The odds of either outcome depend on a vector's preference to integrate into genes or control regions, and these preferences vary between vectors. Here we discuss the relative strengths of DNA vectors over viral vectors, and review methods to overcome barriers to delivery inherent to DNA vectors.

We also review the tendencies of several classes of retroviral and transposon vectors to target DNA sequences, genes, and genetic elements with respect to the balance between insertion preferences and oncogenic selection. Theoretically, knowing the variables that affect integration for various vectors will allow researchers to choose the vector with the most utility for their specific purposes. The three principle benefits from elucidating factors that affect preferences in integration are as follows: in gene therapy, it allows assessment of the overall risks for activating an oncogene or inactivating a tumor suppressor gene that could lead to severe adverse effects years after treatment; in genomic studies, it allows one to discern random from selected integration events; and in gene therapy as well as functional genomics, it facilitates design of vectors that are better targeted to specific sequences, which would be a significant advance in the art of transgenesis.

Elements such as viruses and transposons, through evolution with their host organisms, have acquired the ability to integrate into host genomes and ultimately shuffle genetic material between organisms. These elements have an established history in molecular biology and genetics research because of their ability to deliver specific genetic cargo, randomly disrupt host genomes for genetic screens, and serve as vectors for delivery of therapeutic expression cassettes to treat human disease.

Viral vectors have been the predominant tools for these applications for three reasons: the ease and efficiency with which specific viral genetic cassettes can be introduced into cells; the vast accumulated knowledge of viruses and their mechanisms of gene transfer into chromosomes; and the large number of sites in genomes into which they can integrate. Retroviruses in particular have been used for random insertion into chromatin to interrupt host genes insertional mutagenesis and thereby identify their function [ 1 — 3 ] as well as for delivery of therapeutic genes [ 4 — 6 ].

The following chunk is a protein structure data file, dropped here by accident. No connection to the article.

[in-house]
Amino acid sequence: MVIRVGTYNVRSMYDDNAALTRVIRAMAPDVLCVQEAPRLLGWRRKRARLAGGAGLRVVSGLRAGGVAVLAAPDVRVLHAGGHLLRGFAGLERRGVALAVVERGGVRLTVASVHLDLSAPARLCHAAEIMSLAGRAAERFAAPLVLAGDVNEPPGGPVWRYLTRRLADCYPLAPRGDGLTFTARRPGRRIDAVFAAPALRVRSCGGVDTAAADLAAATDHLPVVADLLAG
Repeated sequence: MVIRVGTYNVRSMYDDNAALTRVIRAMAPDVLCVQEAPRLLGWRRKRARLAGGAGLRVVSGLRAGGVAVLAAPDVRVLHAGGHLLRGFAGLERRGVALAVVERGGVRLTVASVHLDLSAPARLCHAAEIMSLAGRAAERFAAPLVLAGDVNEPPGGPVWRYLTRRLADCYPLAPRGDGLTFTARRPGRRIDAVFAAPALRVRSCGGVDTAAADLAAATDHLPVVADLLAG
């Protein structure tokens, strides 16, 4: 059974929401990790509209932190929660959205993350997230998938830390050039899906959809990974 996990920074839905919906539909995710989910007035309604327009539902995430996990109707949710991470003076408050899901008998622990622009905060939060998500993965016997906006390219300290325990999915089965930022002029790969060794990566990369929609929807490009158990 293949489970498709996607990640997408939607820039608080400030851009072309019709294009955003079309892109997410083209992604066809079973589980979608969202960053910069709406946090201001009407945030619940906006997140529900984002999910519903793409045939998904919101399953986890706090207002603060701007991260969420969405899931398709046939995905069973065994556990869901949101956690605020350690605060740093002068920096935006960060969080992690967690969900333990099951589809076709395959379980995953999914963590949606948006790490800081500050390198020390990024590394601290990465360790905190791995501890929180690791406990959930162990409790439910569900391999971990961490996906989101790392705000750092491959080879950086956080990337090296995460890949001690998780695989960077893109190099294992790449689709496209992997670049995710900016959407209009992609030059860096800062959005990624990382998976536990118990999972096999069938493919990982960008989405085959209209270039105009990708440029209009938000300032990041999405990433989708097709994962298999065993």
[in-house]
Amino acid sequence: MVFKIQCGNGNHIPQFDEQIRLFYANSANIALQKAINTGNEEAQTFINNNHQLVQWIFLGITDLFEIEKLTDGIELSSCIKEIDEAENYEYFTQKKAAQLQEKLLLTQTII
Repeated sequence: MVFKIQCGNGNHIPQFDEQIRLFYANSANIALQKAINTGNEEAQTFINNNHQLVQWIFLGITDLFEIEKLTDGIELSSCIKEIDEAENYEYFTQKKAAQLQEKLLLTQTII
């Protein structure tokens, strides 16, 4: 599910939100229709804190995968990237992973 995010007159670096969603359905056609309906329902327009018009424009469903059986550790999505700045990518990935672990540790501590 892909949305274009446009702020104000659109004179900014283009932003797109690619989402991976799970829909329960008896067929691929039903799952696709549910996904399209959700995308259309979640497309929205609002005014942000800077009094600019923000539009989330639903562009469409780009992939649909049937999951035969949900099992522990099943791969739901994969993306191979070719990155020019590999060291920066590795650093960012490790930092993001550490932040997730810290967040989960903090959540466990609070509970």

Moreover, viral activation of oncogenes and, more recently, inactivation of tumor suppressors have been used to discover several novel genes that are involved in cancer progression [ 7 — 12 ]. The potential genetic consequences of insertions of integrating vectors are summarized in Figure 1. Potential genetic consequences of integration of transgenic cassettes into chromatin.

An expression cassette orange box in a viral or nonviral vector represented by purple inverted arrowheads, which indicate either inverted or direct terminal repeats can integrate into four classes of chromatin. Regulatory elements in the transgenic cassette may either enhance expression of the neighboring gene GOF for gene X or, in rare cases, block expression of an active gene. Integration within some genes can also lead to a dominant gain of function DGF or production of a dominant-negative form DNF of the original gene X.

A further discussion of effects of insertional mutagenesis can be found in the reports by Carlson and Largaespada [61] and Collier and Largaespada []. Activation of oncogenes in mice by insertionally mutagenic retroviruses suggested that inadvertent oncogene activation resulting from the use of relatively benign therapeutic vectors is a potential risk associated with gene therapy. Gene therapy vectors are extensively minimized to eliminate their replicative potential and reduce their collateral effects on the target genome [ 15 ].

However, extensive testing in animals demonstrated that the risk of oncogenic activation was real, although variable and dependent on the viral vector used, the genetic cargo, and the background genetics of the model system [ 16 — 22 ]. Given what was assumed to be acceptable risk, retroviral gene therapy trials have been conducted in human patients. Nearly 1, clinical gene therapy trials have been initiated, more than half with retroviral vectors [ 4 ], but as yet no vectors have been approved in the USA for clinical gene therapy outside the clinical trial setting [ 23 ].

Gendicine, an adenovirus designed to restore p53 function in cancerous cells, has been approved for commercial human gene therapy in China [ 24 ], although this vector is essentially nonintegrating and thus carries decreased risk for oncogene activation via vector insertion. The worst fears of the gene therapy field, oncogene activation, were realized when three of more than 20 patients treated for X-linked severe combined immunodeficiency disease X-SCID developed leukemia.